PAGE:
Majority of the organizations are facing challenges to crib unethical behavior in business transaction. Owners of such organizations are also facing heat of such behavior in terms of organizational performance and protecting the goodwill. Employees too are not bothered about their actions and its effect on organization, leading to increased need for counseling for all the people involved in day to day processes. This is empirical research based on qualitative data. The significance of the research is to understand the effect of ethical behavior on organizational performance, and steps required to follow the same.

Literature Review

Business of today is more challenging involving people in business, customers and suppliers. The prime concern is how ethically these businesses are operating. More worrisome concern is the unethical behavior among employees at all levels of the organization. Few examples are using company’s equipment for personal use, using company’s phone for making long distance calls at work, thereby stealing both the calls and their productive time. Moreover, we easily hear today of illegal and unethical behavior in many business organizations, such practices as we know occur throughout the world.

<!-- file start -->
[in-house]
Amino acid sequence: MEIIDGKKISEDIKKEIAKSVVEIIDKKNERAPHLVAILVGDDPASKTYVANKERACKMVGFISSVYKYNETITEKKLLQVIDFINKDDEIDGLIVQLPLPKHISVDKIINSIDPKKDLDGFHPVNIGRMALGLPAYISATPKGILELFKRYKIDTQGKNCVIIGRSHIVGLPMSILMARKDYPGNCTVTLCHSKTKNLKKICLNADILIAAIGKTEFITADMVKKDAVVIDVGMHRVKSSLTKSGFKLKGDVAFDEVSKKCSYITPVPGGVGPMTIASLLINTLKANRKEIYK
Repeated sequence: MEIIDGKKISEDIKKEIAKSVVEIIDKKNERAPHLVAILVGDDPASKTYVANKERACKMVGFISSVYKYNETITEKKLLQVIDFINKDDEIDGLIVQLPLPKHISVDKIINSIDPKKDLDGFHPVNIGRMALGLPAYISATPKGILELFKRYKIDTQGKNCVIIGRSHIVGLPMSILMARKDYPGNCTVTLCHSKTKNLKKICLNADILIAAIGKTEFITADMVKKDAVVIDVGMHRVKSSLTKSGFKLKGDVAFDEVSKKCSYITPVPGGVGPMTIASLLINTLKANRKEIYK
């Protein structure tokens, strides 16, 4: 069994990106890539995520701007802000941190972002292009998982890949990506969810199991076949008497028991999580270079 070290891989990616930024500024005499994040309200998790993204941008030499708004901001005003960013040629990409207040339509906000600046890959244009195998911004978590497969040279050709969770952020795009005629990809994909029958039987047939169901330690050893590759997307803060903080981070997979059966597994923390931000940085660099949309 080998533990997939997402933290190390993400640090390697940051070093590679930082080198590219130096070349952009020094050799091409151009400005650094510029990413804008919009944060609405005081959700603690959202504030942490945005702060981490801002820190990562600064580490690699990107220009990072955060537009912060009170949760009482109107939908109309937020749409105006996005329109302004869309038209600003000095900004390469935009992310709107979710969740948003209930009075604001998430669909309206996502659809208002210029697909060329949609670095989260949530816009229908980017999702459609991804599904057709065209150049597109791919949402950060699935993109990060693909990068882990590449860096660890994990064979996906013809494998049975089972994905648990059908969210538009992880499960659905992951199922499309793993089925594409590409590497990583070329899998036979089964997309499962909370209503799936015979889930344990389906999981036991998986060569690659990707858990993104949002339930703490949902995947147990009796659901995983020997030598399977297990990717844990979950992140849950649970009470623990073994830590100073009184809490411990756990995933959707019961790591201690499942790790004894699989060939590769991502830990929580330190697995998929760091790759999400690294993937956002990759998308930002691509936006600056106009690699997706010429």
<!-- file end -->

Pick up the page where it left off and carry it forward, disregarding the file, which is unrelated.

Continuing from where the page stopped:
Ethics – the terms ‘moral’ and ‘ethical’ are often used equivalent to ‘good’ or’bad’ and as opposed to ‘immoral’ and unethical’ Frankene, (1993). Ethics is defined by Miner (1998) as a philosophy of human conduct; reflecting prevailing values especially that moral nature. According to Kiston, (1996) ethics are moral principles that explain what is right or wrong, good or bad and what is appropriate or inappropriate in various setting. Bucholz [2003], in his work on business ethics, sees ethics as the guiding values; principles and standards that help people determine how things ought to be done. Ethics is a set of standard of right and wrong established by a particular group and imposed on members of that group as a means of regulating and setting limit on behavior, Judith (2003).